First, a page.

The Terminal List and The Tomorrow War: Chris Pratt's continued journey of safe, boring choices - petsitterbank

The Terminal List and The Tomorrow War: Chris Pratt’s continued journey of safe, boring choices

For someone whose star shines so bright, Chris Pratt has a knack for making the most naff decisions.

Were you surprised to find new action series The Terminal List is an entirely different thing to The Tomorrow War?

Both Amazon Prime Video titles star Chris Pratt as some sort of action hero, with generic names and cool-toned marketing campaigns that are indiscernible from each other.

For clarification, The Tomorrow War was a big budget Amazon Prime movie which starred Pratt as a military veteran and father of a daughter who must shoot his way through his enemies. The Terminal List is a big budget Amazon Prime series which stars Pratt as a serving military special ops soldier and father of a daughter who must shoot his way through his enemies.

In The Tomorrow Warthose enemies are aliens and in The Terminal Listthose enemies are a governmental, corporate and military conspiracy.

The two are actually quite different in story and tone, but you would never know it if you hadn’t spent 10-plus hours combing through both of them.

The Tomorrow War was overwhelming and bonkers whereas The Terminal List is boring and drawn out – there is no reason for the latter to have been an eight-part series, it’s so thin and unappealing, it should’ve been a one-and-done under-two-hours movie.

The Terminal List spends an entire hour-long episode stuck with Pratt’s character in the woods as he dodges a platoon of soldiers. The action varies from Pratt grunting on the ground to Pratt grunting while running through rough terrain. It’s the opposite of riveting or suspenseful.

The fact The Terminal List is so generic and interchangeable with The Tomorrow War points to a wider creative malaise for the A-lister: Pratt makes terrible career choices.

OK, maybe terrible career choices have a few different facets. Perhaps they’re not terrible choices if all Pratt cares about is money. In that case, sure, have at it. Make as many uninspiring and artistically bankrupt movies and TV shows you want.

But if Pratt cares at all about the depth and breadth of his work beyond the most mediocre and forgettable criteria, then he is failing on most fronts. Pratt’s choices don’t challenge him dramatically or comically. He’s risk averse, choosing only “safe” roles in “safe” projects that demand nothing of him that he hasn’t done before.

Let’s take a gainer at his career.

I’ve started out in teen dramas Everwood and The OC before hitting it big as the loveable doofus Andy Dwyer on Parks and Recreation.

After years of goodwill generated from portraying a teddy bear on TV plus a bunch of supporting gigs in the likes of Zero Dark Thirty, Her and The Five-Year EngagementPratt finally made the leap to leading man status.

First there was as the voice of Emmett in The Lego Moviewhich even though it wasn’t his face, his great voice performance won him legions of new fans.

It was Guardians of the Galaxy that really cemented his star. As Star-Lord / Peter Quill, Pratt had found the role that best suited his talents to date. He had the comedic timing for James Gunn’s script and direction, a touch of petulance for Star-Lord’s arrested personality development and enough action skills to be believable. And the dramatic demands were not insurmountable.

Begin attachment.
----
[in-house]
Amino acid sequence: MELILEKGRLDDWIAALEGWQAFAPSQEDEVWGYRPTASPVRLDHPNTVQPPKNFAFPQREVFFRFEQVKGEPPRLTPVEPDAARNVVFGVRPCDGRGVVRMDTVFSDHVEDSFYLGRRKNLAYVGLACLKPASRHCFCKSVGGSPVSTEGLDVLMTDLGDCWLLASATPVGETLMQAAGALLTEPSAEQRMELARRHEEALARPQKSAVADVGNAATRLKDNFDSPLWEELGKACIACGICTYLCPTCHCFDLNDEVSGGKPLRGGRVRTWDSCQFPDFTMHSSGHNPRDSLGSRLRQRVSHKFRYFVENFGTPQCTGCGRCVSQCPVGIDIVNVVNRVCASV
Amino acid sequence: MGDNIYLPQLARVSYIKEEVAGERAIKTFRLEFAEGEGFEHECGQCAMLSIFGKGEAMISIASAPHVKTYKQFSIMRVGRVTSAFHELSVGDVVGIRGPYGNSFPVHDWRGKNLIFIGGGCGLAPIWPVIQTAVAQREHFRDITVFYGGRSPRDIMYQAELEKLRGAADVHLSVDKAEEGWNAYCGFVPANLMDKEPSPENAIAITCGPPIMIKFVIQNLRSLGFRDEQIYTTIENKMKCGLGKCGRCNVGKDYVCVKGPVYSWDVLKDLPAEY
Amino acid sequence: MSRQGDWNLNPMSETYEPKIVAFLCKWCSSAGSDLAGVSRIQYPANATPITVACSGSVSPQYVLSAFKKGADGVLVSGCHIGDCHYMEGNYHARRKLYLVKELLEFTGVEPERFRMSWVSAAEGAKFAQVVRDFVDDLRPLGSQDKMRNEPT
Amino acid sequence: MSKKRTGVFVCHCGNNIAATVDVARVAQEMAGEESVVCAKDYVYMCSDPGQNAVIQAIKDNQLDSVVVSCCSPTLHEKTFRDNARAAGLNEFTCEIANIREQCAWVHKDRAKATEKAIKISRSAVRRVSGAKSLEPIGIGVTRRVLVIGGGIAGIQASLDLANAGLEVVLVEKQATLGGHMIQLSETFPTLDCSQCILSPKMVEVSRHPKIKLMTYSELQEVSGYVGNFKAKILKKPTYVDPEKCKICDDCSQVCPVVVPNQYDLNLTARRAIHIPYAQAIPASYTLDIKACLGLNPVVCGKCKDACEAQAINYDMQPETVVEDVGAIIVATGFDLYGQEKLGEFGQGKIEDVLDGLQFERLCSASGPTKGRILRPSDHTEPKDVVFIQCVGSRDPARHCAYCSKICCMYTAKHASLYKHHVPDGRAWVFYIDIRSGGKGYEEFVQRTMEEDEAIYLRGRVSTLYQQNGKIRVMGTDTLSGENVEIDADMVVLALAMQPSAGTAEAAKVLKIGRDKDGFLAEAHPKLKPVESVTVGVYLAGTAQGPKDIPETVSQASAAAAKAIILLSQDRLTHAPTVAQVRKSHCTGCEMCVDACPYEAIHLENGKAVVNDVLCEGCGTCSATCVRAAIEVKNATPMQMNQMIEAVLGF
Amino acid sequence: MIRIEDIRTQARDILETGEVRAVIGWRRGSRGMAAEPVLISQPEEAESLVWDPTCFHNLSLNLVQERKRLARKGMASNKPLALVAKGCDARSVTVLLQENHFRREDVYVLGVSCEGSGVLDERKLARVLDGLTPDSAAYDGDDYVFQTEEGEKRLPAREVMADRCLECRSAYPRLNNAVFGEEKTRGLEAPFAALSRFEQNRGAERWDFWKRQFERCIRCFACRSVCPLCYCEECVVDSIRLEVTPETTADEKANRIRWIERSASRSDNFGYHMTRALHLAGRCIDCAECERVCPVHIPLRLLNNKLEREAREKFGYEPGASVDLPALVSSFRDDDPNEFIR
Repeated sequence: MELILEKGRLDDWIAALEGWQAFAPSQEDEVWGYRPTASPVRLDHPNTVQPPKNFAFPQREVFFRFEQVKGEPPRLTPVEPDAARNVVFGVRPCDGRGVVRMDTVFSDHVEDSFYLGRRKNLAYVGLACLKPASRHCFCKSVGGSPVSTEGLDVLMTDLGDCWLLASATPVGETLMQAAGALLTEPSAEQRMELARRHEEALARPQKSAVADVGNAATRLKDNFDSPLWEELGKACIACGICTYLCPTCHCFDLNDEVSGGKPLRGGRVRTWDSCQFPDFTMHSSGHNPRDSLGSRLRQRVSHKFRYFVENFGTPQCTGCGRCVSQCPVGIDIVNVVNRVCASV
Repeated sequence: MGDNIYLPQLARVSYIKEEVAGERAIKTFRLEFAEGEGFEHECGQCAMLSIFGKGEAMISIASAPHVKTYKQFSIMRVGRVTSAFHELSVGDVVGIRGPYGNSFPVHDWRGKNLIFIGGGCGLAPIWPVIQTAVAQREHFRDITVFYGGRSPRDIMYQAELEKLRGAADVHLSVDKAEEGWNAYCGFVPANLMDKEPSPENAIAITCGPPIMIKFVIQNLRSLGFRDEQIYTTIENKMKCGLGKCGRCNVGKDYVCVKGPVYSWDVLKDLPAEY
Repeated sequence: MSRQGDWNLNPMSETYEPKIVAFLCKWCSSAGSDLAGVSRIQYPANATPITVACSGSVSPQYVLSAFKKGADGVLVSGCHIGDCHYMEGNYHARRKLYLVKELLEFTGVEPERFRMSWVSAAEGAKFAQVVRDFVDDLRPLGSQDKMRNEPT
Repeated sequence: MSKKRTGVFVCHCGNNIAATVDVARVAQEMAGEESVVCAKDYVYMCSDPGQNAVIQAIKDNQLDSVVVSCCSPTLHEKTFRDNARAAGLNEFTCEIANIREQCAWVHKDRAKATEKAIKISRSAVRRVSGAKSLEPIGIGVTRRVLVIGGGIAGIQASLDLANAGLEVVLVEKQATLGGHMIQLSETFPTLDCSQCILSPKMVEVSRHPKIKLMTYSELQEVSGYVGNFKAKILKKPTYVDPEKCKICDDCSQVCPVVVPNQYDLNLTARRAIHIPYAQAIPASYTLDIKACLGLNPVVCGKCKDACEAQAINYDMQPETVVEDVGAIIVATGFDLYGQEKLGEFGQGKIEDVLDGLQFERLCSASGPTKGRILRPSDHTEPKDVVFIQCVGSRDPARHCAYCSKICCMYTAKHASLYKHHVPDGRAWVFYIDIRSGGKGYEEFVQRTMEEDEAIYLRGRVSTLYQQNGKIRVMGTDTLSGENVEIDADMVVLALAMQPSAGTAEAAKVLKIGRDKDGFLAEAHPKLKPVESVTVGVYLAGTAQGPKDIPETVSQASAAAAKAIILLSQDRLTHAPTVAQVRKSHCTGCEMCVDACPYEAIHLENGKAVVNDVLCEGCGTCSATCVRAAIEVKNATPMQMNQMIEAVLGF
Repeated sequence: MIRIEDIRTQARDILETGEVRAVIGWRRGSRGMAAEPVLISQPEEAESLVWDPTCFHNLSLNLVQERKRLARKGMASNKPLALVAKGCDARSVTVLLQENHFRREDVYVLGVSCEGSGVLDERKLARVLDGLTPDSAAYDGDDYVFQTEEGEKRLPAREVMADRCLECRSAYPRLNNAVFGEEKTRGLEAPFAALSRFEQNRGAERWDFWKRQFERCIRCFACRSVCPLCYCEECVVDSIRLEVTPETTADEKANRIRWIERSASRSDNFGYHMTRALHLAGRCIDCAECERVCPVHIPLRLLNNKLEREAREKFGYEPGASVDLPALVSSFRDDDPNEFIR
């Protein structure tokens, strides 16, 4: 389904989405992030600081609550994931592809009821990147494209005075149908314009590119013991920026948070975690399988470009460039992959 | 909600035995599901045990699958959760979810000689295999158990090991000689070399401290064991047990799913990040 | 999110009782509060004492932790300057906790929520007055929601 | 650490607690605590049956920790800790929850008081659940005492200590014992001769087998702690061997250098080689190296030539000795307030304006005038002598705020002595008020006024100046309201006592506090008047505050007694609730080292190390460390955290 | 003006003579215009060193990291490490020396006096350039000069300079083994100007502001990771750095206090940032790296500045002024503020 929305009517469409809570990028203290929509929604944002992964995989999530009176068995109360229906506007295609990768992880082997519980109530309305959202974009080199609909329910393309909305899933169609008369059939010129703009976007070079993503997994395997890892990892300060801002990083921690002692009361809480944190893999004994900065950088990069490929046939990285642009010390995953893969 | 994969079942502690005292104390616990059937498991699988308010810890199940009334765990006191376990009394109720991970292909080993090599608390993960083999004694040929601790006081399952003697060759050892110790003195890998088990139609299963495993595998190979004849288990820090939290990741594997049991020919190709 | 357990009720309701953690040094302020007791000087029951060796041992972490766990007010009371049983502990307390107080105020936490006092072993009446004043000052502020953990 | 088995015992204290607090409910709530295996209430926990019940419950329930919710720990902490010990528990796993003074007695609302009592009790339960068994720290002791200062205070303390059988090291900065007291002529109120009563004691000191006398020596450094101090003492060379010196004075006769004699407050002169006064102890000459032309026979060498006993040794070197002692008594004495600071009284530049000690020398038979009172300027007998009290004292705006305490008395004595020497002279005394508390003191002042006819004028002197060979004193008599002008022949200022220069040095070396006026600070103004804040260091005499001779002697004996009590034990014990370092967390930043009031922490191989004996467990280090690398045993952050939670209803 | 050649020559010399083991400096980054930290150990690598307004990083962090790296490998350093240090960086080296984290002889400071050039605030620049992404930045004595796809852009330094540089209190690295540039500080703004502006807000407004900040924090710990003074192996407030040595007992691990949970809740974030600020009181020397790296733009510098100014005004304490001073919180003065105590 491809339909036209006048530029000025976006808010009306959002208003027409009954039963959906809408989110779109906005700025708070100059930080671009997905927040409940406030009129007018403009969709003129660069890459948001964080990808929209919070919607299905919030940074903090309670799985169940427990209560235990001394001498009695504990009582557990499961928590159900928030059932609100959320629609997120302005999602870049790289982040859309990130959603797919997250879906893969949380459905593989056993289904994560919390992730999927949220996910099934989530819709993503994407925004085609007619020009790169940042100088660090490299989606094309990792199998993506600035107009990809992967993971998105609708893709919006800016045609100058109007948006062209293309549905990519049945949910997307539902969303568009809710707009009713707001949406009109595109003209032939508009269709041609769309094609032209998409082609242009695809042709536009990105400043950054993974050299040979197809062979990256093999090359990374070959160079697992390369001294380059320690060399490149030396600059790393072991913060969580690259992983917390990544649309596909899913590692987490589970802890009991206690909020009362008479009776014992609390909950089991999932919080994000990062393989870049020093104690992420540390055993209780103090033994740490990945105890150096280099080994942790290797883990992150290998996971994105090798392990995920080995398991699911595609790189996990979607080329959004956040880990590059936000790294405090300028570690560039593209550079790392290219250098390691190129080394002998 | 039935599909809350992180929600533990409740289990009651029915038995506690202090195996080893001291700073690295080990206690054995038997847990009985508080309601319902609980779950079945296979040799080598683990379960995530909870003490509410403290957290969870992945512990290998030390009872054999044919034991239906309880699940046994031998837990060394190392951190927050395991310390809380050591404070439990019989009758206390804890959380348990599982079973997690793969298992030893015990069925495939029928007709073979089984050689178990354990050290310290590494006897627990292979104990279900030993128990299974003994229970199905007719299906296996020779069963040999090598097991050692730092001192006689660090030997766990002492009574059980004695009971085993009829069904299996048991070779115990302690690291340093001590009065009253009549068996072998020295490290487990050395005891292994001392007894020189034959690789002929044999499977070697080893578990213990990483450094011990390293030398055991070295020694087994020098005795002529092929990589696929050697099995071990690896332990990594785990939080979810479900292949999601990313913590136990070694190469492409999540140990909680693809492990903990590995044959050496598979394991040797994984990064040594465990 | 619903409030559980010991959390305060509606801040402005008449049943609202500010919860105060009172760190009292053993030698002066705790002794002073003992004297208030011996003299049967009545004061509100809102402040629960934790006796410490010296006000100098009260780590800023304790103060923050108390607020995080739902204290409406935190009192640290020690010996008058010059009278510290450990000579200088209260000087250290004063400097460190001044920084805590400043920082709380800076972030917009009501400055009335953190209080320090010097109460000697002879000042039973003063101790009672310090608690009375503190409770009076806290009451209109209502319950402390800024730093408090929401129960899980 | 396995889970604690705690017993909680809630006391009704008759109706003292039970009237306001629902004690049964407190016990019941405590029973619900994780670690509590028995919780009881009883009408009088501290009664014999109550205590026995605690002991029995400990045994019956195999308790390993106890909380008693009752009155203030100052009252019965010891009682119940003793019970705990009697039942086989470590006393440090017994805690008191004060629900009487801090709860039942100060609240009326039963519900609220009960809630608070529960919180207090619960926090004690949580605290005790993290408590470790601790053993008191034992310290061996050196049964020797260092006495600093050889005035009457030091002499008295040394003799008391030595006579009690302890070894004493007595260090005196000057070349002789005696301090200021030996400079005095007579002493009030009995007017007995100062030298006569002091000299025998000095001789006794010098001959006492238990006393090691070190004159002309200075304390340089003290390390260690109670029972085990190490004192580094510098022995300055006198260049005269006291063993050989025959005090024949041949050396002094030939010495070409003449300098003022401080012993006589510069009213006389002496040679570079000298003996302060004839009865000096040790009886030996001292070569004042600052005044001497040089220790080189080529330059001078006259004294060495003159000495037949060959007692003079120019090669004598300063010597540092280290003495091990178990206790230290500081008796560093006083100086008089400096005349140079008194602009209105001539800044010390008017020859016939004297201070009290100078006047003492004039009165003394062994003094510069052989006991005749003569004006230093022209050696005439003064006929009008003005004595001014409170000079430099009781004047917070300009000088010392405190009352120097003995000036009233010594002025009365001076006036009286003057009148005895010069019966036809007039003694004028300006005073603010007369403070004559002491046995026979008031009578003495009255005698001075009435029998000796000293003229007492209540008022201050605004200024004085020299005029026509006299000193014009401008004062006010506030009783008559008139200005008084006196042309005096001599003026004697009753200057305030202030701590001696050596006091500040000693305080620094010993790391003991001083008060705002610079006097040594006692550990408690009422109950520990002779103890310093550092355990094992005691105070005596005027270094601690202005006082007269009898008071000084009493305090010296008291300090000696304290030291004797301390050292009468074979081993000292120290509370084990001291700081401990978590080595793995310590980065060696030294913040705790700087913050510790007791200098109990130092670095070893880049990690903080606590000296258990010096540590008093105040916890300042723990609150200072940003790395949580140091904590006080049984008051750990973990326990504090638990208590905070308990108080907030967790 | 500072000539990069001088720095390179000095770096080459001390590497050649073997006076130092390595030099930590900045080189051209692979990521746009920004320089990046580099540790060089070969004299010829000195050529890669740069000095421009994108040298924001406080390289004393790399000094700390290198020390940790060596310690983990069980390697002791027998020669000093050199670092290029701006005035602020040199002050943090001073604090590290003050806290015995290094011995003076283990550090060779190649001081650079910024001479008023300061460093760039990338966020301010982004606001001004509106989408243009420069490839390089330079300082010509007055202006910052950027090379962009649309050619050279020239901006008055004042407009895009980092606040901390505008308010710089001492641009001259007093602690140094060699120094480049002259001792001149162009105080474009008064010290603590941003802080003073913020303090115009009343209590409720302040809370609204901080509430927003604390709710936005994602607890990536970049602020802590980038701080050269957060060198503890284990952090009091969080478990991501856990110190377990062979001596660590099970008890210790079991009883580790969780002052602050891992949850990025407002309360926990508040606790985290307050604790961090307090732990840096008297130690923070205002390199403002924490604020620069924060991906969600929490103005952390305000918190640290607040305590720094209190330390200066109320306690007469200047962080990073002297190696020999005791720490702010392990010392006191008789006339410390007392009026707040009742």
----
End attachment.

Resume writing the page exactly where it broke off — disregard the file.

He also got really jacked and everyone started paying attention to Pratt as more than just likeable comedic relief.

That was in 2014. And since then, Pratt has nothing to extend himself, preferring to pad out his release schedule with franchise entries such as more Marvel movies, the Jurassic World trilogy, a Lego sequel and a Magnificent Seven remake

His performances in passengers, The Tomorrow War, The Kid and The Terminal List make it clear you are not watching Jim Preston, Dan Forester, Grant Cutler and James Reece, you’re always watching Chris Pratt being Chris Pratt.

And he’ll bring that same Pratt-iness to voice roles in garfield and Mario – more examples of Pratt’s safe career choices.

If there’s one thing The Terminal List that might verge on risky is the character he plays does enough terrible things that makes you feel that he’s no longer the hero of the story – although that may not be intentional and merely a consequence of bad writing and poor plotting.

Pratt isn’t alone in this, not even among the four Hollywood Chrises. Chris Hemsworth is similarly risk-averse in the projects he chooses. Outside of the Thor movies and the two movies he made with Drew Goddard (one of which, The Cabin in the Woodshe did in his pre-MCU days), his choices are the same boring, unchallenging roles.

Hemsworth’s upcoming role in Mad Max: Furiosa may prove this wrong – hopefully.

But look to Chris Pine and Chris Evans and you can see a variety of projects that hint at greater creative and intellectual curiosity than their counterparts.

Pine did Taylor Sheridan’s superb western Hell or High Water, playing a desperate man driven to rob banks. He also played a spy in the cat-and-mouse espionage and romantic thriller All the Old Knivesand starred in and produced the mid-century set crime drama I Am the Night.

Evans gleefully played against type in Rian Johnson’s Knives Out (and rocked a cream cableknit jumper in the process), played a dad in the quiet, gentle drama gifted and embodied a very different kind of father in Apple TV+ series Defending Jacob.

Pratt may be the nicest person on Earth, and certainly many of his co-workers suggest he is, but every time he drops another project, it doesn’t stir any excitement. You want to root for his work but he makes it so hard.

We’ve come to expect only the most generic, IP-driven and uninspiring work from someone who should be doing more. Maybe he can start with hiring better agents.


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